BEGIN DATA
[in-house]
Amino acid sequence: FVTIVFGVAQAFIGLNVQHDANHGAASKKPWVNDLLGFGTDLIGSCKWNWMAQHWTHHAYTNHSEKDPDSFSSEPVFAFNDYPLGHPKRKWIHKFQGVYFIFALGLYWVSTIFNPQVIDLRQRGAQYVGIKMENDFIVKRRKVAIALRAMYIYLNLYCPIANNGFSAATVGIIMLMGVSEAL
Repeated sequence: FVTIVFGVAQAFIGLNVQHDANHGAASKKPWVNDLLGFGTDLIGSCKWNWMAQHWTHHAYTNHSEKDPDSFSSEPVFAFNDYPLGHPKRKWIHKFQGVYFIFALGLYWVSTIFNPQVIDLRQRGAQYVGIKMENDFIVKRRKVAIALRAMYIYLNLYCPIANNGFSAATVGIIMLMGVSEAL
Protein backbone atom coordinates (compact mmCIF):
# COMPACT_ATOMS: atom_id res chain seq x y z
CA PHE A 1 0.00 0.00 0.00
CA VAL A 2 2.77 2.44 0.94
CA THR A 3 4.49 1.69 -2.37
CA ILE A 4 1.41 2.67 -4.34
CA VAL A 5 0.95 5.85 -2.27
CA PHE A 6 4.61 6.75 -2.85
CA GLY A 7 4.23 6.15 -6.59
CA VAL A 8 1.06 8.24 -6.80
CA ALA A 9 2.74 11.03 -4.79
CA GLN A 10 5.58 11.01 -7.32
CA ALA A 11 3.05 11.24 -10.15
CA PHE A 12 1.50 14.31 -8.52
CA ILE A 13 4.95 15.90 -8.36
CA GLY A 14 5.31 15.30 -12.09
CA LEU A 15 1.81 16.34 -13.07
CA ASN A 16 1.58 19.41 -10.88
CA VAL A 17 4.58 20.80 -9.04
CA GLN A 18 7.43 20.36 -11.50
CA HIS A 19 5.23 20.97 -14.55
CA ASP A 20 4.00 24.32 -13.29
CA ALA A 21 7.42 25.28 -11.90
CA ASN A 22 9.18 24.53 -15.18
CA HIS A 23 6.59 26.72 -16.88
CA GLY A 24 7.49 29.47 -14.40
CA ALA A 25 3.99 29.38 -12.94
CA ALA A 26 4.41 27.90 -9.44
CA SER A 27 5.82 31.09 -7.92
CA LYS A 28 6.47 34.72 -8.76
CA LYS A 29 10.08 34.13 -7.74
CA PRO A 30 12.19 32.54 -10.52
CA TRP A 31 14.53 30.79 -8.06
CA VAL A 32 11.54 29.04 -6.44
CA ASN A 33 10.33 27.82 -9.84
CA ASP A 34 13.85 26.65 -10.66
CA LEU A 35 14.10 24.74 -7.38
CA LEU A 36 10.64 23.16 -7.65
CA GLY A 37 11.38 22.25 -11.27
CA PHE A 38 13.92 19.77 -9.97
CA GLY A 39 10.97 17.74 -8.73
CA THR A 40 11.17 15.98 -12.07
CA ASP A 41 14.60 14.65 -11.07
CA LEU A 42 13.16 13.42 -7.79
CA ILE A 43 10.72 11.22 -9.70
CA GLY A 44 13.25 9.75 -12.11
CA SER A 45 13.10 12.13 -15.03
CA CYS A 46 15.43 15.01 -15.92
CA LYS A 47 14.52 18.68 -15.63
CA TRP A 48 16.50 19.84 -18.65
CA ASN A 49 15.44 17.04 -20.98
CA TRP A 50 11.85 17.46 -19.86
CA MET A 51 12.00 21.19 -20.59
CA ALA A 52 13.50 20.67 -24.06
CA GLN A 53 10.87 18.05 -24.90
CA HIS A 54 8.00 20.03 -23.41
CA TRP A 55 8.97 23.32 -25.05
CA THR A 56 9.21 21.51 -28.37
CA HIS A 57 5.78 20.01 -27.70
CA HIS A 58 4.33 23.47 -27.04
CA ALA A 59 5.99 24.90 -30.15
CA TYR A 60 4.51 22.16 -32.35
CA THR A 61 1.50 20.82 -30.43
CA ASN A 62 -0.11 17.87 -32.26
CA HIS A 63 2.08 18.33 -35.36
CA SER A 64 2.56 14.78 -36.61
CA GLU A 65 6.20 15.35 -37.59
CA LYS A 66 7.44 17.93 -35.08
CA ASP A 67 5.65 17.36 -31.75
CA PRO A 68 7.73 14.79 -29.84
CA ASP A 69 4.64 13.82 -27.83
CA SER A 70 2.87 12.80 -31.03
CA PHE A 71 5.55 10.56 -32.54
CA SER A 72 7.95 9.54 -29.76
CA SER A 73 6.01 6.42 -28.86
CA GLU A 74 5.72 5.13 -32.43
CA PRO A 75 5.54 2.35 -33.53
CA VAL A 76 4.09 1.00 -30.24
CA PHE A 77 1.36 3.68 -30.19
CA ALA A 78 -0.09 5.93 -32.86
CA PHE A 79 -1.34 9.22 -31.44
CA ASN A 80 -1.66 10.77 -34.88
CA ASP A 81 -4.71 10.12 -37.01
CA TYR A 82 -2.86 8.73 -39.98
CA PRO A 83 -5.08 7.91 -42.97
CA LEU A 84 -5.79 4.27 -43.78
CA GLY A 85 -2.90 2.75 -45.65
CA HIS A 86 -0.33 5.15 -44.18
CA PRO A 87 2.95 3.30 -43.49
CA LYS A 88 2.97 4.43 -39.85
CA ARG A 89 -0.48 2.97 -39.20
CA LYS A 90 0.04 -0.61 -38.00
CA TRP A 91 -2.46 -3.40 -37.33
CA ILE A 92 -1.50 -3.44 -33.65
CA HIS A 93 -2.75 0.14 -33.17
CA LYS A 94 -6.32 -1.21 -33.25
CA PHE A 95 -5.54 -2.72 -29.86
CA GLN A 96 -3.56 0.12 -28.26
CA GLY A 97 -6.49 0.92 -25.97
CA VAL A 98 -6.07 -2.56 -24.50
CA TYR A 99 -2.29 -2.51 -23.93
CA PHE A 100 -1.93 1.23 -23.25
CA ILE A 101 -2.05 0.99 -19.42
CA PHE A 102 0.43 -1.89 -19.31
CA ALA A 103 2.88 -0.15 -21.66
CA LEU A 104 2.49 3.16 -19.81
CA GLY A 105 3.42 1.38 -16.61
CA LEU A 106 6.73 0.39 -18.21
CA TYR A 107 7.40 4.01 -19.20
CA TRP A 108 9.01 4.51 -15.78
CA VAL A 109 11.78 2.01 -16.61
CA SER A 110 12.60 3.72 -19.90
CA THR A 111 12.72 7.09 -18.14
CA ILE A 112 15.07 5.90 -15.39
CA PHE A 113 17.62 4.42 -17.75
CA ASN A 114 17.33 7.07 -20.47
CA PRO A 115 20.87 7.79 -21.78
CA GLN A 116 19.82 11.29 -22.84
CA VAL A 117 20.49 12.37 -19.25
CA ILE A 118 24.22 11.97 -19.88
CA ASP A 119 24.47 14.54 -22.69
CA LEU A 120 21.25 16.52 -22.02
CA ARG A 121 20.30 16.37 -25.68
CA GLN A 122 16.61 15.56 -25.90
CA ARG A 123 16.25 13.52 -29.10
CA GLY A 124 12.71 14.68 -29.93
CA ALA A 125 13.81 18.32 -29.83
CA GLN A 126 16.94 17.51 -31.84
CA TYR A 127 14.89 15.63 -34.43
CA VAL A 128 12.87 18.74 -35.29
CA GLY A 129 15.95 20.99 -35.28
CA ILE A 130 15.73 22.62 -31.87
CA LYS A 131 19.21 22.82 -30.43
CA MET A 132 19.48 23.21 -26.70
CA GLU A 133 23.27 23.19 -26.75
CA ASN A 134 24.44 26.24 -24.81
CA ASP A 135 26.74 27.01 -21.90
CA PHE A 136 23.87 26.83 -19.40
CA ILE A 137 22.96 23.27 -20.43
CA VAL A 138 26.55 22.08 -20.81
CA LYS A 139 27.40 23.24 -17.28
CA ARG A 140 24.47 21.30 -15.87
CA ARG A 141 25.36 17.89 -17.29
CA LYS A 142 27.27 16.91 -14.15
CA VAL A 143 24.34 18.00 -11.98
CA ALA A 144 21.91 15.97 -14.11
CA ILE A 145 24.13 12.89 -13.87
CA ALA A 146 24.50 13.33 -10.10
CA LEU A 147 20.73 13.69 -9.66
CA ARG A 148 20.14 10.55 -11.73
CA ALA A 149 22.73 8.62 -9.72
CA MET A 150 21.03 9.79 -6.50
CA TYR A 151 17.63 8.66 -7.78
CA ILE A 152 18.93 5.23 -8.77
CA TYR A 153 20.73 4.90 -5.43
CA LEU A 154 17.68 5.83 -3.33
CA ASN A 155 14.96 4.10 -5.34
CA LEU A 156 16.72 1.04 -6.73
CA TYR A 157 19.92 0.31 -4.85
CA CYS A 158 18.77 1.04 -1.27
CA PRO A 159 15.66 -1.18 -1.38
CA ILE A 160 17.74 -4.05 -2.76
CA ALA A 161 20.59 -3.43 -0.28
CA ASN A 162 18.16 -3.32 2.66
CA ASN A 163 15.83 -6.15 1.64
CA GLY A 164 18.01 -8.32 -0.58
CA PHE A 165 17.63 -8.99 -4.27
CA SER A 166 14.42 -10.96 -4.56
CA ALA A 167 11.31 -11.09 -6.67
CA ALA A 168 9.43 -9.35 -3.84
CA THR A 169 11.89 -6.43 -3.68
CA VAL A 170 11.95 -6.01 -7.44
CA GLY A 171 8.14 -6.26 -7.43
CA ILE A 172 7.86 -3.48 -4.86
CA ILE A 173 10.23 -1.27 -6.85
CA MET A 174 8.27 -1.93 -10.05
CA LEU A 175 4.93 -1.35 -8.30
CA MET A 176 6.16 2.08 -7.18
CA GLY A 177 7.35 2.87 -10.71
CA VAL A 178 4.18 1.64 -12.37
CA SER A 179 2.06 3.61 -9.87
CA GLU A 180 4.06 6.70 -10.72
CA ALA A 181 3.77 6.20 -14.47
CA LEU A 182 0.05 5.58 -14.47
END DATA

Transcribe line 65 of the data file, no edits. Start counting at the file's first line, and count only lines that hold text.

CA TYR A 60 4.51 22.16 -32.35